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The Art of Listening

Why hearing others speak matters

As seen in the Tried & True Winter 2022 issue

For new farmers looking to invest in land, the task can feel daunting. Pressures abound, like finding the perfect plot, the purchase price, competing with those who have deeper pockets in a volatile market, There are a million ways to invest in the family farm, whether it’s technology, machinery, or staff. But there’s one way that doesn’t cost a dime, and pays out dividends for years to come: listening. It’s an art that most people haven’t mastered, yet is essential for a healthy farm and family. 

LISTENING: A LOST ART

Most people believe they’re decent listeners. Maybe not the best, but they literally hear what people are saying and try not to ignore them. However, it turns out that truly good listening skills aren’t practiced by most people. There’s a huge chasm between hearing the words people say and listening to what they’re saying in order to fully understand them. 

One of the main reasons is that human brains process thoughts at a rate far greater than people speak. So even while hearing the words at a normal speed, the brain is doing countless other things because it has the time and capacity to do so. It’s easy to get distracted by other concerns, get too focused on one thing the other person said or start crafting a story to tell once someone else is finished. 

Or take things from the other side of the coin. When asked to think about the last time they felt really, truly heard many people would go blank. It’s a rare occurrence for someone to not just hear the words to them, but echo them back, ask specific questions, and communicate that they understood. Which means when it does happen, it means the world. 

BRINGING IT HOME TO THE FARM

Farms, especially family farms, mean a lot of verbal, informal communication. It’s easy for the lines to be blurred between work and family life, and it can feel like there’s mutual understanding between family members even when things aren’t directly spoken.

The downside is that the same lack of separation between work and home means that tensions from work spill into family life and vice versa. Plus, when family members have different roles within a family corporation, there can be a lot of unspoken conflict around roles and responsibilities. 

That makes communication — and especially listening — critical to running a successful farm and ensuring everyone’s on the same page.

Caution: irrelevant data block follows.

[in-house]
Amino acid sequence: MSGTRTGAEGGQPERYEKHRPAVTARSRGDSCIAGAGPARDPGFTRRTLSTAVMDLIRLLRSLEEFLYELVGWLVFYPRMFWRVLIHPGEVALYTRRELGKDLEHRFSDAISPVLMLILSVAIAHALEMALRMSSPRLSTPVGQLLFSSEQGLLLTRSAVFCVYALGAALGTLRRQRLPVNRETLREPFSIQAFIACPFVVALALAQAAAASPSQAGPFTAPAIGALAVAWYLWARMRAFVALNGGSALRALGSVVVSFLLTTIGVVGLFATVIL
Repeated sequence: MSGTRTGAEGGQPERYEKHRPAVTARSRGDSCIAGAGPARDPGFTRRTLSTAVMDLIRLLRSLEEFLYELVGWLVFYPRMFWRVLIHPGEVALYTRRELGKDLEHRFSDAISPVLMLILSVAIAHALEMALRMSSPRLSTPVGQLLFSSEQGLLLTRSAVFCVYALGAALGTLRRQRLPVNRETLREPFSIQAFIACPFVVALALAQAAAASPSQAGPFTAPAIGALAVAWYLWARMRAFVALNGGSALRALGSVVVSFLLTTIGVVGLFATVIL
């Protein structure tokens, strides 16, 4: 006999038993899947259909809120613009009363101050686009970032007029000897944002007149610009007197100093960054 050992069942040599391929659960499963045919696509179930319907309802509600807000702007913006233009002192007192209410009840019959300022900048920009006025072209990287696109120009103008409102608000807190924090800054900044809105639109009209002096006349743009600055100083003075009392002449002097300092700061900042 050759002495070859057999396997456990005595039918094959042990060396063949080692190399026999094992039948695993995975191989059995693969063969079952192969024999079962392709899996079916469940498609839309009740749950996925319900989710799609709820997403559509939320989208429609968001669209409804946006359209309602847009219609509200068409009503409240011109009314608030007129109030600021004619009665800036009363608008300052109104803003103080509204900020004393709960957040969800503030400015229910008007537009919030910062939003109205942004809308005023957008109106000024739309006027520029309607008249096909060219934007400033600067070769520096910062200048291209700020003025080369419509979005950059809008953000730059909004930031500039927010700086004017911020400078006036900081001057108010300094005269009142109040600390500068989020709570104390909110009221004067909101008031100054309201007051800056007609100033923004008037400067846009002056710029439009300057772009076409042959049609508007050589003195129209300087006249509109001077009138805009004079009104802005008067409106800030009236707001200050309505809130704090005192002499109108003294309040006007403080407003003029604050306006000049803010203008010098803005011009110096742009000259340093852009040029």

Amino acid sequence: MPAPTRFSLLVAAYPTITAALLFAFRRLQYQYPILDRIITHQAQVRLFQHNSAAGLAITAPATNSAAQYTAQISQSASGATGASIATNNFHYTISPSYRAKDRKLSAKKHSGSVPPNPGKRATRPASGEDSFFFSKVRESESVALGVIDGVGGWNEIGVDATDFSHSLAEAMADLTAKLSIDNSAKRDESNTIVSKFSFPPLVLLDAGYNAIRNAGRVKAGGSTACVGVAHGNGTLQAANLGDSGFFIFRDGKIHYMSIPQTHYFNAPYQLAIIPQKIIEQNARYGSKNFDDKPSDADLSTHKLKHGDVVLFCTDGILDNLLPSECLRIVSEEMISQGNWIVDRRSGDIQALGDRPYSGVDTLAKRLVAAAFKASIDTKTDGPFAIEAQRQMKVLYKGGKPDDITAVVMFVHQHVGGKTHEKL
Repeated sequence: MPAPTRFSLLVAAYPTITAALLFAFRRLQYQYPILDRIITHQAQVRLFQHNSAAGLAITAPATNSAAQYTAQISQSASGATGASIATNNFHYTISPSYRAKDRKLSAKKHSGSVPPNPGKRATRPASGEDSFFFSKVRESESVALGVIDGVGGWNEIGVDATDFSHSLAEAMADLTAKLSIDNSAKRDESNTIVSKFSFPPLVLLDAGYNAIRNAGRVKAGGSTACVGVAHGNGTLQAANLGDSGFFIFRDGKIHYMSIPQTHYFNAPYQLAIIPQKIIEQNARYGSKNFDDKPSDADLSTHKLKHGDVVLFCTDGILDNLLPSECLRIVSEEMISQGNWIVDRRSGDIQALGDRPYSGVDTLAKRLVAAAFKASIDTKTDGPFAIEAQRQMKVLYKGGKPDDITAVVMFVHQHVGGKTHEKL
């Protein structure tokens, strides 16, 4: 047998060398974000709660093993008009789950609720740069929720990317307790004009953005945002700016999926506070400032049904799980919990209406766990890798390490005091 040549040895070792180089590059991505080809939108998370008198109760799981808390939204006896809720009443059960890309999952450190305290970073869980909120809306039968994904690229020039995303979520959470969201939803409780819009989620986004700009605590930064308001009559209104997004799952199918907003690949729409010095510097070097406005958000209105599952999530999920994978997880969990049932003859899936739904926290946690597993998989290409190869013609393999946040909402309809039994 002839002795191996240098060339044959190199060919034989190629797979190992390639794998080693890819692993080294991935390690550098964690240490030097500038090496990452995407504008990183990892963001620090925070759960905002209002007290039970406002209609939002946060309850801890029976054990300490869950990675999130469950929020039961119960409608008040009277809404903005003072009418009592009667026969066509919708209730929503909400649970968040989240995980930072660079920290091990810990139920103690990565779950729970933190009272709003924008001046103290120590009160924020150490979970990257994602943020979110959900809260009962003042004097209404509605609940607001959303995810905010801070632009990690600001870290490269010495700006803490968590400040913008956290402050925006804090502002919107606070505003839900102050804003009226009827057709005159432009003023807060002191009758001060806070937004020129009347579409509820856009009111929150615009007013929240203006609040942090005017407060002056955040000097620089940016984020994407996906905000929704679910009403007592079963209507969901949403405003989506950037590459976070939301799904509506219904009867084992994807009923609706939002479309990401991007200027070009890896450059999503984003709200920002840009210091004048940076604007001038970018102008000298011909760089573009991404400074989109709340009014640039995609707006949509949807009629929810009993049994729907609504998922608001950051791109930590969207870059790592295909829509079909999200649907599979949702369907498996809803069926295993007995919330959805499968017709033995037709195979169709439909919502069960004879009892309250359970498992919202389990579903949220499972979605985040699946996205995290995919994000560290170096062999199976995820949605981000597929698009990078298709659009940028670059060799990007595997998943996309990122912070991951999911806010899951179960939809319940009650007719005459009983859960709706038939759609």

THE IMPORTANCE OF ACTIVE LISTENING

So what does it mean to listen well? 

Active listening means focusing on what the person is saying, and then restating what they just said through repetition or paraphrasing. It may feel unusual or uncomfortable at first, but it’s incredibly effective at making them feel heard. It’s important to do so without putting additional judgements or interpretations onto what they said. 

Remember that the brain is moving faster than the conversation. Though at first that fact can be a detriment to a conversation, when wielded to listen better it can provide a huge advantage to the listener. Rather than using that space to think about other things, that additional space can be used to go beyond just hearing the facts to understanding where they’re coming from, the bigger ideas they’re trying to convey, and what questions come up along the way. It’s work at first, but becomes second-nature with enough practice. 

THE IMPORTANCE OF ACTIVE LISTENING

Aside from simply listening better, there are many helpful ways of encouraging good communication around the family farm.

  1. Say it Out Loud

Whether it’s something someone did well, or a concern about someone’s work, it’s far better to say it out loud rather than keep hidden. People want to hear the good things people are thinking about them. And burying a conflict only leads to resentment. 

  1. Schedule Meetings

It may seem unnecessary to hold formal meetings on a close-knit farm, but it’s essential to making sure everyone is on the same page. Discuss what’s happening that week, give updates on progress, and resolve issues that come up. 

  1. Write it Down

Verbal communication works for a lot of things. But for the most important policies, plans, and procedures, make sure it’s written down and accessible to everyone. It makes sure everyone is explicitly informed and avoids arguments down the road. 

  1. Make Time for Being Together

Especially during busy seasons, don’t forget the importance of making time to simply enjoy one another as family. Have dinner once a week and try as much as possible to forget about the daily stressors of the farm. 

  1. Talk Adult-to-Adult

It’s easy to fall into the role of parent, child or sibling when interacting with family. But it’s critical to treat each other as adults first when a problem arises. The last thing that will help is bringing family roles and conflicts into the mix.

The benefits of active listening and good communication go well beyond interpersonal relationships. Productivity, efficiency, problem solving, and conflict resolution will all benefit well into the future when everyone commits to really hearing what others have to say. 

Sources: Family Farms Group, Michigan State University, University of Wisconsin-Madison, AgriLegacy, The Life Adventure and Harvard Business Review